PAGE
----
Civil rights activist Al Sharpton was taken aback when he received a call Thursday morning from a long-time antagonist, President-elect Donald Trump.
According to Sharpton, Trump called to speak about their disagreements and thank him for comments he made about Trump’s business success on his appearance on MSNBC’s Morning Joe.
“We did talk briefly. I was surprised and candid about our sharp disagreements and so was he,” Sharpton told The New York Post. “He met with Mayor de Blasio who is critical, like I am, of him.”
The two have been on different sides of the issues since the 1980s and the election hasn’t changed a thing, Sharpton said.
“We were straight up with each other,” Sharpton said. “I will continue to disagree with him. I’m not psychoanalyzing why he called. He and I were clear on our positions.”
Although Sharpton and Trump have staked out opposite positions on most political issues, Sharpton has drawn a fine line between Trump the man and Trump the public figure.
“I have known him a long time. I’ve been both an opponent of his, I’ve marched on him, and he’s come down to the National Action Network. He’s a tough guy. He’s a straight shooter. But usually straight shooting on things I disagree with,” Sharpton said Thursday on MSNBC.
Sharpton said Trump will be “reasonable” as president, but will still have his feet held to the fire. Trump’s actions as president-elect, Sharpton said, suggest to him that “maybe they’re going to govern in a way that many of us are going to be protesting, many of us are going to be holding him accountable but they’re not unreasonable.”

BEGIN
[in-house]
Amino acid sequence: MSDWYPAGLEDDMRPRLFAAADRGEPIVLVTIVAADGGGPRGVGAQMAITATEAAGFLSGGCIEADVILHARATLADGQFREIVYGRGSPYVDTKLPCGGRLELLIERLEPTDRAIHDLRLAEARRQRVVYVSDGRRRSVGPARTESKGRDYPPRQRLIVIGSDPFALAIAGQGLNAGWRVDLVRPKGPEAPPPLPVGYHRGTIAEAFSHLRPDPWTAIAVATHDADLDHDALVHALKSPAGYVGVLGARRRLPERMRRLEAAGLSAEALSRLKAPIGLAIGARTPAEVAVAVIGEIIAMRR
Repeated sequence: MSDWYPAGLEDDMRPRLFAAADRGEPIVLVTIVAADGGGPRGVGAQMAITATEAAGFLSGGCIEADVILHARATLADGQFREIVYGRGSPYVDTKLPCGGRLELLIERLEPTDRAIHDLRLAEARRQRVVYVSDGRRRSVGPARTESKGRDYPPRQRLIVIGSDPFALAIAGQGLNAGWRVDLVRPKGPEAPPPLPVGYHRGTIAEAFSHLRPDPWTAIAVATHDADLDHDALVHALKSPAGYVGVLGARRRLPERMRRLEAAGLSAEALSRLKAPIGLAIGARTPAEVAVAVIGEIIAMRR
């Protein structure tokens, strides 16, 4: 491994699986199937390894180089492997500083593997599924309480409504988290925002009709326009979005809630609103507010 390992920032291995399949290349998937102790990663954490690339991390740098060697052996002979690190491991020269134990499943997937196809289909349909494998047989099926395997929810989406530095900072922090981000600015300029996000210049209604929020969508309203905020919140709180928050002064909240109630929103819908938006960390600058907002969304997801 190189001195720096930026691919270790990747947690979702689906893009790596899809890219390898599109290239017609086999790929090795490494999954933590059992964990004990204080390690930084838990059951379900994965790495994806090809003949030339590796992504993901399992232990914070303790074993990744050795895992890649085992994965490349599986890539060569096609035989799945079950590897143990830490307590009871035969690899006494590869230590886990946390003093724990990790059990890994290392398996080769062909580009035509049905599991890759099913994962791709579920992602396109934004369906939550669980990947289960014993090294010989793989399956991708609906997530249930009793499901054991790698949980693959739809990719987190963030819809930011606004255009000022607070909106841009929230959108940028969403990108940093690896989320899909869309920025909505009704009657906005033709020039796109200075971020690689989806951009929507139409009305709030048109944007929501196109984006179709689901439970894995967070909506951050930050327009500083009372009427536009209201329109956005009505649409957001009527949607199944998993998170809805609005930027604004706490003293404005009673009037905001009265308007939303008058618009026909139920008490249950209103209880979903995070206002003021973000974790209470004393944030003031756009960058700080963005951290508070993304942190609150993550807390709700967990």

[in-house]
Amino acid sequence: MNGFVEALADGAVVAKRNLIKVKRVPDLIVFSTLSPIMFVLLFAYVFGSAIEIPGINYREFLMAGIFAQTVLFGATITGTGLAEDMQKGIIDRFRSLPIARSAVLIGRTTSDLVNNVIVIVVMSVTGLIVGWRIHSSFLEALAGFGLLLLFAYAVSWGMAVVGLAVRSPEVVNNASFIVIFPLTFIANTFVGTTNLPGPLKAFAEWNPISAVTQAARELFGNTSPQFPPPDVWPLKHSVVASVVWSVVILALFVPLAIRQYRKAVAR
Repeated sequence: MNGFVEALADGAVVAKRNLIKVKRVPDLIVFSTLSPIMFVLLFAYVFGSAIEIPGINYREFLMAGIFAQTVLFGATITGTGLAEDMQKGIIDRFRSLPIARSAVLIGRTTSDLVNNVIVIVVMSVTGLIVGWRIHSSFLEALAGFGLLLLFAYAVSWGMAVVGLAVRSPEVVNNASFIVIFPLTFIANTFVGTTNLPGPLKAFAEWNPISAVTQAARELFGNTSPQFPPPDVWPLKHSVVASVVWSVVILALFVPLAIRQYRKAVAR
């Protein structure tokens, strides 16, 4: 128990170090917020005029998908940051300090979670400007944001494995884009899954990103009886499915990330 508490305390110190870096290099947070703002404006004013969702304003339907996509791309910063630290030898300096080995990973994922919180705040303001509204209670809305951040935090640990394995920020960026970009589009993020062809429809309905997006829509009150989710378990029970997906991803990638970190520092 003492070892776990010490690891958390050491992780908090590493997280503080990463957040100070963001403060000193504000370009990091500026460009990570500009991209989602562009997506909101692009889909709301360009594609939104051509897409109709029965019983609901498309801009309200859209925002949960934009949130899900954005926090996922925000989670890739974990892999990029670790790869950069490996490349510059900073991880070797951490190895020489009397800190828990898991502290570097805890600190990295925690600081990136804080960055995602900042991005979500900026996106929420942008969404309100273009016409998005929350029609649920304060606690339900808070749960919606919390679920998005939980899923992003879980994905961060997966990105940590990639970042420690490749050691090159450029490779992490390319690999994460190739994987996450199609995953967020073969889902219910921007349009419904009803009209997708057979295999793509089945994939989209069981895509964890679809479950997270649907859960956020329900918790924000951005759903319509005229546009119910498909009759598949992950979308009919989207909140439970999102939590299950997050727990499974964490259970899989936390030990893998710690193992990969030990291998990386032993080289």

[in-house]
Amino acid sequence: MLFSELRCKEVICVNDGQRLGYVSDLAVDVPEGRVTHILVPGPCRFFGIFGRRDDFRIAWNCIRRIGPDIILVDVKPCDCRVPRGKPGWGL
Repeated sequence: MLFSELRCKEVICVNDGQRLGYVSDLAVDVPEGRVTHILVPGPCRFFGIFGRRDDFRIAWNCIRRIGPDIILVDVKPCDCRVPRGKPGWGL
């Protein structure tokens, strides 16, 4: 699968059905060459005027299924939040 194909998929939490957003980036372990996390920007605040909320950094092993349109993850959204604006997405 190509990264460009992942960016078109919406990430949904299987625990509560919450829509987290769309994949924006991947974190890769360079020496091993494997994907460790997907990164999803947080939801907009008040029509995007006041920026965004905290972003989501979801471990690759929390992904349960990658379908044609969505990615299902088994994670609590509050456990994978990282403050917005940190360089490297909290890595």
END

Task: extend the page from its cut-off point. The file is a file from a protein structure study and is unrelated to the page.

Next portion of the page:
He noted that a Jan. 14 march in Washington as part of Martin Luther King Day weekend is not “anti-Trump,” but designed to ensure the civil rights agenda has a major place in the new administration.
While on MSNBC, Sharpton also discussed Trump’s New York City past.
“Trump and his father were outer borough guys who felt they were fighting the Manhattan elite that controlled real estate and everything else,” Sharpton said. “Even though we would always debate and fight, we always saw it the same way, outer borough guys who were underestimated. He was a Queens guy. He had money, but he was a Queens guy. He was not accepted in the power spots. He didn’t have breakfast at The Regency.”
Sharpton said that this background is critical to understanding Trump the political figure.
“And I think his taking on the CNNs and the New York Times was that you guys always underestimated us,” he said. “But I think that therein lies the strategic way to fight him. Because he wants to show he can be bigger than he’s expected to be.”
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